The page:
Massachusetts Medical Society: The Retail Clinic Movement: A Disruptive Threat or Opportunity for Physician Practices?

The Retail Clinic Movement: A Disruptive Threat or Opportunity for Physician Practices?

Retail clinics offering immunizations and treatment of common respiratory illnesses, skin conditions, and ear, nose, and throat problems are increasing in popularity. These clinics offer consumers health care services, sometimes in 15 minutes or less, at a convenient location, such as big-box discount stores, grocery stores, and pharmacies. More recently, the clinics — typically staffed by nurse practitioners (NPs) and physician assistants (PAs) — have expanded into the business of treating chronic conditions such as asthma, diabetes, and high cholesterol. Recent changes in Massachusetts law eliminated many public protections in regulations of these limited service clinics, but does prohibit the clinics from serving as primary care providers. The retail clinic concept trends away from the conventional model of primary care delivery and creates challenges for primary care providers, such as a decrease in patient volume and proper tracking of patient care.

What Can Physicians Do?

Determine Why Your Patients Are Using Retail Clinics Rather than Coming into the Office.

Many organizations have started to analyze their patients’ reasons for seeking care at a retail clinic. One physician practice recently indicated that upon informally surveying patients, they found that their patients required access during nights and weekends. The practice has since started focusing on putting a plan in place in order to address patient concerns around access, with a focus on the particular issues that historically have attracted patients to seek retail clinics over their doctor’s office. Most notably, practices are now offering same-day appointments, extended office hours, or walk-in hours to treat certain medical conditions. When considering expanding access, it is advisable to review utilization and call volume — strategically expanding access can allow a practice to meet the need while minimizing the financial impact. A little research and process enhancement can go a long way. Keeping an eye on seasonality is also advisable.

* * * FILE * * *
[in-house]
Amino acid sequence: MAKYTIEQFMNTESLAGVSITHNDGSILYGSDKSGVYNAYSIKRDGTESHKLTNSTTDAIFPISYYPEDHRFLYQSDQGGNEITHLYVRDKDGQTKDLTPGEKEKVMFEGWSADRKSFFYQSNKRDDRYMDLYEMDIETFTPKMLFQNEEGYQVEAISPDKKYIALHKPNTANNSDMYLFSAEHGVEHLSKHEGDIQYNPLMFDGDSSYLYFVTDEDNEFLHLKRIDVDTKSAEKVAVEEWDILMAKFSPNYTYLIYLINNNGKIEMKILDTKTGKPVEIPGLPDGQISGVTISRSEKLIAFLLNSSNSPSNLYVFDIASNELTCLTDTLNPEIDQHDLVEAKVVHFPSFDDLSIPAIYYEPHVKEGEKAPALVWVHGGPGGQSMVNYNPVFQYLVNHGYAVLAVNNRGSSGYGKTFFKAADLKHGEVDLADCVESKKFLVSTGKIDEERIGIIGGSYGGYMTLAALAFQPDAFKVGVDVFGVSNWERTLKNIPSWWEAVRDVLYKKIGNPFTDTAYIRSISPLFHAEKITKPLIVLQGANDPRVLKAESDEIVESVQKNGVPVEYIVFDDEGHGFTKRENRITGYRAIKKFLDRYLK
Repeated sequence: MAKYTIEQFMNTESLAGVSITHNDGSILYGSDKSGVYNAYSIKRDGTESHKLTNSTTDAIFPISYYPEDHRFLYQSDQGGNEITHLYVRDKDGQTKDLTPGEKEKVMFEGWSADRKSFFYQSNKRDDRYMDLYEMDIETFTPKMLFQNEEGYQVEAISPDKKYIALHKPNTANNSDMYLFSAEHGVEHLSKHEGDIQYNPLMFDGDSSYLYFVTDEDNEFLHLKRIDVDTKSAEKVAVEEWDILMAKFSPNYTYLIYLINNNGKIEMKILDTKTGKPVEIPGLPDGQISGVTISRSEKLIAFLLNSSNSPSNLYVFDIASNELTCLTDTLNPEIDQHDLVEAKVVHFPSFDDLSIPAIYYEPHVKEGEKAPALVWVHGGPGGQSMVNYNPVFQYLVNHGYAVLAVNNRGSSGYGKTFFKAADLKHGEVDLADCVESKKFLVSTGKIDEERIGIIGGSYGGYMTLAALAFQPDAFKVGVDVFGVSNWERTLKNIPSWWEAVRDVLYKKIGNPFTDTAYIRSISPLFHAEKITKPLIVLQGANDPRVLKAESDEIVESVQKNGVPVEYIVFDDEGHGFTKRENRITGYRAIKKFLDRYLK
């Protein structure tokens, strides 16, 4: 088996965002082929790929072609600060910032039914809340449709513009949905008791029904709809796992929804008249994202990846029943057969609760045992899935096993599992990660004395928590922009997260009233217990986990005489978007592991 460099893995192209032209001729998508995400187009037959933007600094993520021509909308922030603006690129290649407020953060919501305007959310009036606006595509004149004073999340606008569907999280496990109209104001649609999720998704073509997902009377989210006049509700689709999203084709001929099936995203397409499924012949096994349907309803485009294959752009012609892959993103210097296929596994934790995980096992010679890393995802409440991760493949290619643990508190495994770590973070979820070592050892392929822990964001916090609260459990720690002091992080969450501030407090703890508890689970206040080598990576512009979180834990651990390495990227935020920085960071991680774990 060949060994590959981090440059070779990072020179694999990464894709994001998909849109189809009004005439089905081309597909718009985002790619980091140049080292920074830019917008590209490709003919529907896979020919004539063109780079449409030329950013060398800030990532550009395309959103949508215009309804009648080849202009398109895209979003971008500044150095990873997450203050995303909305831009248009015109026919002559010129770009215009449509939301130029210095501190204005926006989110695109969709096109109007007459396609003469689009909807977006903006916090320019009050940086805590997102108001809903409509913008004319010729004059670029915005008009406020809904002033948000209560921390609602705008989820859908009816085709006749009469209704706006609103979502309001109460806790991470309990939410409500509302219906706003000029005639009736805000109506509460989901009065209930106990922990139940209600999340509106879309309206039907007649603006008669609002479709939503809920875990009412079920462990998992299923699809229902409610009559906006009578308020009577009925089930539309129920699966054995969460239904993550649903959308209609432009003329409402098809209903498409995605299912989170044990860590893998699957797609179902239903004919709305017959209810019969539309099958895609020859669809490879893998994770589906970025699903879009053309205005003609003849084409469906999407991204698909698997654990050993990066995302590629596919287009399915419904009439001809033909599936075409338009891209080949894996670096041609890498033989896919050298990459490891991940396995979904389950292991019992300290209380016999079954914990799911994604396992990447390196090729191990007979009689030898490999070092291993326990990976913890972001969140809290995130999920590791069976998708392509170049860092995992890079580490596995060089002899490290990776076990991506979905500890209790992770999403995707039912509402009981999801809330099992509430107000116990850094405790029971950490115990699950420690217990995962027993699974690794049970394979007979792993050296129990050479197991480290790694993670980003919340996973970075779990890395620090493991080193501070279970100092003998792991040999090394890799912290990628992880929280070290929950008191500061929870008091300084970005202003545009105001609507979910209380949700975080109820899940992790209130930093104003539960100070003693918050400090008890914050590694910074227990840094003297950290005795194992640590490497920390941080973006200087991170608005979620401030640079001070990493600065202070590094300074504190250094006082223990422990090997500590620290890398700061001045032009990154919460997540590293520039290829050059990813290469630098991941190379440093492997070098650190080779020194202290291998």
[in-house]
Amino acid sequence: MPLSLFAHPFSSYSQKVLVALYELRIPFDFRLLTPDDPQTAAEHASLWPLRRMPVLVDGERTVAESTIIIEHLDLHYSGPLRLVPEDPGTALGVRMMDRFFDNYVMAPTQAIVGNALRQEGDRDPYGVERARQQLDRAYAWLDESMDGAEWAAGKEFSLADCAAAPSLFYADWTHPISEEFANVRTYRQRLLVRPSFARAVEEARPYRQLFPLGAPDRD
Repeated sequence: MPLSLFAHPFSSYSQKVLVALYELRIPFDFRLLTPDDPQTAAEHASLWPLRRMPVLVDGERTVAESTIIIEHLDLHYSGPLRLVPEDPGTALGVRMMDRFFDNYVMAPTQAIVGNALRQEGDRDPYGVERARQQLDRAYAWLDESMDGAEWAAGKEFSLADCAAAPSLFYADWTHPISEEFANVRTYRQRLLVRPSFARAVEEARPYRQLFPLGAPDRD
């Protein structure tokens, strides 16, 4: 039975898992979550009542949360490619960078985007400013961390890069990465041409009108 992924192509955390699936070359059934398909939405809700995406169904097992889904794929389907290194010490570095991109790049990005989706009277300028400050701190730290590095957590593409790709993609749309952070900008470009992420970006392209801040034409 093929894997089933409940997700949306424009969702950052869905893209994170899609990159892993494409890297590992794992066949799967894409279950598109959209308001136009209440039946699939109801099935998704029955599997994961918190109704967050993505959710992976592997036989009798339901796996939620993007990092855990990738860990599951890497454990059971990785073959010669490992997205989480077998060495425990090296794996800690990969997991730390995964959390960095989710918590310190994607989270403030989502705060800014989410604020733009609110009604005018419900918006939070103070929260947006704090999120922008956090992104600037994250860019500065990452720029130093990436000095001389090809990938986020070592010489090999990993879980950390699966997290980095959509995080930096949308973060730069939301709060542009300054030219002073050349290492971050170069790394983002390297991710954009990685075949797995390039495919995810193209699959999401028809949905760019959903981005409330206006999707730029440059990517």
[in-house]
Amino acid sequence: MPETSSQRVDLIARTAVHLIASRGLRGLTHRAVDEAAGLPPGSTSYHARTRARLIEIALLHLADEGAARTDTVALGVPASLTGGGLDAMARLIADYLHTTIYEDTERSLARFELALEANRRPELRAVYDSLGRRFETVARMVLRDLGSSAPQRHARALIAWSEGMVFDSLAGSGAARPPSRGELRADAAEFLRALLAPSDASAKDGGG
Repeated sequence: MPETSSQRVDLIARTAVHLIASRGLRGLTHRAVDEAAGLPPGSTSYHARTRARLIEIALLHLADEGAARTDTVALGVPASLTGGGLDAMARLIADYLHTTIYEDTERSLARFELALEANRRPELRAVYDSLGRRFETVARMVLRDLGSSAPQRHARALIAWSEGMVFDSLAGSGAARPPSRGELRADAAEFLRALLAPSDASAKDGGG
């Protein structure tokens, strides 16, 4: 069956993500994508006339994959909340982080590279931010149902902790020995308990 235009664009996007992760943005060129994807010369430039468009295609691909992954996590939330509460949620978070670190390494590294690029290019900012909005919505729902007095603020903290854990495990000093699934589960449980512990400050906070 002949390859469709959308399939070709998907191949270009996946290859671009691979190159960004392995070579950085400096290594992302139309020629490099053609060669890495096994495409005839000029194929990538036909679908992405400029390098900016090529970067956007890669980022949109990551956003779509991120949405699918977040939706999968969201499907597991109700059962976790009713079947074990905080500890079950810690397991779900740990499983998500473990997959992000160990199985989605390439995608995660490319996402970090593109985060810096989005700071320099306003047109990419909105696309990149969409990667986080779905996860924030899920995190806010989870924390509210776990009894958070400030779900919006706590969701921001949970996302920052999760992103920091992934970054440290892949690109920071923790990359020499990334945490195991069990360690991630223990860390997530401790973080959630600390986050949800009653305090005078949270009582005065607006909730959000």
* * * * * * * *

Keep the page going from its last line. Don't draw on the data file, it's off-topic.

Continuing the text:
Track Retail Clinic Activity.

Focus on incorporating a question like “Have you visited a retail clinic recently” into the check-in process. You may be unaware that a patient received care and may not know what course of treatment was recommended. This is another opportunity to ask the patient why they chose to seek care in a retail clinic. Practices should consider tracking how many patients visit retail clinics and follow up with them to find out how to better serve them. You may find that when patients are educated, they may be more likely to call your office next time around.

Pay Attention to Emerging Care Models.

Staying on top of the current trends in health care is important as the industry continues to evolve at such a rapid pace. Pay close attention to changes in payer policies, regulatory requirements, and other changes that may impact the way you conduct business. Contact the Physician Practice Resource Center (PPRC) today to learn what we can do to help you stay on top of the most current health care trends. Visit us online at

— Talia Goldsmith
PPRC Advisor

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